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Monday, March 18 , 2019, 9:43 am | Fair 59º


Trent Benedetti: Where’s the Progress with Progressives?

Who among us does not desire “progress”? We all do. And we know it when we see it.

It is progress when no one is hungry. When everyone capable of working has a job earning a fair wage. When there is affordable housing for all. When every park, road and public building is properly maintained.

When every neighborhood is safe. When children are universally loved and nurtured. When elders are universally respected and valued for the lessons their lives provide. It is progress when everyone believes the future will be better than the past.

We agree what progress is. But how is it best pursued?

We each have our own ideas. As is always the case, some ideas work, some don’t. Franklin Roosevelt said, “It is common sense to take a method and try it. If it fails, admit it frankly and try another. But above all, try something.”

Roosevelt’s idea for addressing the maladies of his day was bigger government with the higher taxes and greater regulation that comes with it. FDR’s ideas should come as no surprise because they are progressive ideas and he was a progressive.

The progressive movement started in the United States in the late 1800s and became national in scope under the Republican President Roosevelt, Theodore.

Progressivism can be broadly defined as seeking improvement of the human condition with government cast as benevolent protector of the public interest.

The movement emerged from the belief that late 19th-century industrialization impeded human progress because the rich were getting richer and the poor poorer.

That sounds remarkably similar to what we hear progressives saying today.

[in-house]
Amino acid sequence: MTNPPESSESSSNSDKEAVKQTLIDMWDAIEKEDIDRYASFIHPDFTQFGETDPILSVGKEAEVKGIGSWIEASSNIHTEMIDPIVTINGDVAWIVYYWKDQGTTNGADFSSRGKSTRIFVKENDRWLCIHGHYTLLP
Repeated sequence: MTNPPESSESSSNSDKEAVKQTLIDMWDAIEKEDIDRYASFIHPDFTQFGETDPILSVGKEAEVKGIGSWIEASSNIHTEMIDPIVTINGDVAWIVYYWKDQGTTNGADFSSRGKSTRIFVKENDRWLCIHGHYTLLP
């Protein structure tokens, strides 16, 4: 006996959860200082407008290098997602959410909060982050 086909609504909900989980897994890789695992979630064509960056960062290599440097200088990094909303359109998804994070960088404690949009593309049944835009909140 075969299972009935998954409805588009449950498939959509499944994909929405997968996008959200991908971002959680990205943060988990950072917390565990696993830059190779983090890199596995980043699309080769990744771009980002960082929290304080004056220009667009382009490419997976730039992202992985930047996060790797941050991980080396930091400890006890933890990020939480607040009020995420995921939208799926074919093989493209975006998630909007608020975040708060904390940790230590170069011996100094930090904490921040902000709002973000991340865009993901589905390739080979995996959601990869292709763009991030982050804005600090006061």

Progressives then and now focus upon income inequality, inadequate regulation, and excessive profits. The problems that existed when the movement started exist today. They have not changed. Neither have the means by which progressives propose to address them.

Progressives have always thought more regulation was better than less. The same is true today.

This, in turn, leads to something else progressives enthusiastically embrace more often than not: higher taxes.

As more regulation is imposed, government bureaucracy must expand to oversee the additional regulation. As the government grows larger, taxes must be raised. It is a vicious cycle.

A notable progressive in California was Upton Sinclair, a card-carrying socialist for much of his adult life. Sinclair was known nationally for his writing, including The Jungle, an exposé on the American meat-packing industry first published serially in a socialist newspaper.

In 1934, Sinclair ran for governor of California on the EPIC platform, an acronym for End Poverty In California.

EPIC called for bigger government, higher taxes and more regulation. At the time, The New York Times said EPIC was “the first serious movement against the profit system in the United States.”

Even though Sinclair was not elected, vestiges of his campaign took control of the Democratic Party machinery, and four years later, California elected its first Democrat governor since 1894.

Progressivism has been firmly rooted in California ever since.

However, progressive ideas have not ended poverty in California. In fact, quite the opposite. California suffers the highest poverty rate in the nation.

The more progressives decry income equality, the more inequality we have. The more regulation we have, the more regulation progressives want. The higher taxes are, the more taxes progressives say we need. The more things change, the more they stay the same.

Perhaps it is time for progressives to consider what FDR said about admitting failure and trying something new? After all, insanity has been defined as doing the same thing over and over and expecting different results.

— Trent Benedetti is a member of the board of directors of the Committee to Improve North County and a longtime local business owner. Click here to read previous columns. The opinions expressed are his own.

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